Visitors to parks, gardens, and nature reserves can now run into a four-legged robot charged with transmitting reminders of the need to maintain safe distances.
Visitors to Singapore’s parks, gardens and nature reserves that now meet a four-legged robot deployed to alert them of the need to maintain safe distances in the midst of the COVID-19 pandemic. Dubbed SPOT, these droids are often fitted with cameras to monitor the number of visitors to parks.
As part of a project initiated by the Singapore National Parks Board (NParks) and the Digital Government Group, which includes the Smart Nation and the Digital Government Office and the Government Technology Agency (GovTech), robots aim to help ensure safe distance steps are taken and to minimize the manpower required for park patrols. Remotely monitored, they also reduce physical interaction between workers, healthy distancing officers, and park visitors — thus lowering the risk of coronavirus exposure.
The robots have been deployed, for a fortnight during off-peak hours, over an area spanning 3 km in the Bishan-Ang Mo Kio Park River Plains, the government agencies said in a joint statement on Friday. A recorded message will be transmitted from SPOT robots, informing tourists of the need to practice safe distances.
Cameras installed on droids will not track or identify particular people, the Singapore government agencies said, adding that no personal data will be collected. Instead, visual aids are driven by video analytics, produced by GovTech, to help estimate the number of visitors to the parks.
Because the robots are not wheeled, the SPOT droids can travel well across different terrains and overcome obstacles. Equipped with safety sensors to detect humans and items in its route, the robot’s algorithm allows objects to be identified within 1 meter of its proximity. This will also be assisted by at least one NParks officer during the trial.
If the trial is successful, the deployment of SPOT will be extended to include morning and evening peak hours and other parks operated by NParks, such as Jurong Lake Gardens. The Government Agency maintains more than 350 parks, 3,347 hectares of nature reserves, Singapore Botanical Gardens, Jurong Lake Gardens, Pulau Ubin and Sisters’ Islands Marine Park. It also operates the Singapore Park Connector Network, which includes more than 300 km of major parks, nature areas and residential estates across the island.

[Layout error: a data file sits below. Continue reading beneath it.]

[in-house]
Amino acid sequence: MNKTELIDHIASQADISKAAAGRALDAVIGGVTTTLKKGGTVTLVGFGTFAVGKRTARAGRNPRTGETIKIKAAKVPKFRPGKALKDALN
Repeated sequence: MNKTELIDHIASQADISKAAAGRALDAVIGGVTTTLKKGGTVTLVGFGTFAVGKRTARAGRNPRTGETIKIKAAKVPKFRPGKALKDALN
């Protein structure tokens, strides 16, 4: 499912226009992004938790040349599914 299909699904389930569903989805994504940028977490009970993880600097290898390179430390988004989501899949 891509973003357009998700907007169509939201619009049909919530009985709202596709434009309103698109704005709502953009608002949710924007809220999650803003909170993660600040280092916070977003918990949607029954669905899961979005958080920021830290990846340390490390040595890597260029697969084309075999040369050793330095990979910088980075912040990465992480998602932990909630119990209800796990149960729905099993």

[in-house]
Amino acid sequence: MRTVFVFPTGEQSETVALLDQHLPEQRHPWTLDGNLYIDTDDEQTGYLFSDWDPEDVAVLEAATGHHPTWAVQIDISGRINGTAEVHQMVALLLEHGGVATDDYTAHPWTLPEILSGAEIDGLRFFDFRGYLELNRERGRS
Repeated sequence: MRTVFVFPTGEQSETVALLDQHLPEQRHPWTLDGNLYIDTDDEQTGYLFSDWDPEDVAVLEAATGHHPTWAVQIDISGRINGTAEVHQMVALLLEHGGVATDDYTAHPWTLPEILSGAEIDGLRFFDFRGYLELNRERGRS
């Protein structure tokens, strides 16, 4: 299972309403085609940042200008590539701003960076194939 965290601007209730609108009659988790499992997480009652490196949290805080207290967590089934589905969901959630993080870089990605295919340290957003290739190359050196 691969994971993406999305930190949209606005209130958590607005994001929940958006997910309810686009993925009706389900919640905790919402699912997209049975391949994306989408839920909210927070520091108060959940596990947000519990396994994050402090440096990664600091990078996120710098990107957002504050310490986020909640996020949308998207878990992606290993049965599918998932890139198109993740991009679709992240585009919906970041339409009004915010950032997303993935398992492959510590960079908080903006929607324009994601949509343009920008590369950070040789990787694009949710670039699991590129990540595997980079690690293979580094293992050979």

SPOT is also currently being piloted at the Changi Exhibition Centre, which has been transformed into a group isolation centre for COVID-19 patients, to provide essential items such as medicines.
NParks has been using technology to promote its efforts to ensure that safe distance policies are pursued. About 30 drones, for example, have been deployed in selected parks to provide their officers with a high vantage point and to assist in visitor updates. According to the Agency, drones provided a better indicator of the visitor intensity in a specific area.
Over the past month, Singapore has implemented tougher steps that have forced non-essential companies to close or have all their employees work from home and food and beverage operators to provide only take-away or delivery choices. Additionally, stores that remain open, including supermarkets and pharmacies, are required to implement safe distance policies, such as ensuring that customers stay 1 meter apart while in line to make payments.
In order to stay in effect during the ‘circuit breaker’ time, these steps were initially scheduled to end on 4 May, but later extended to 1 June.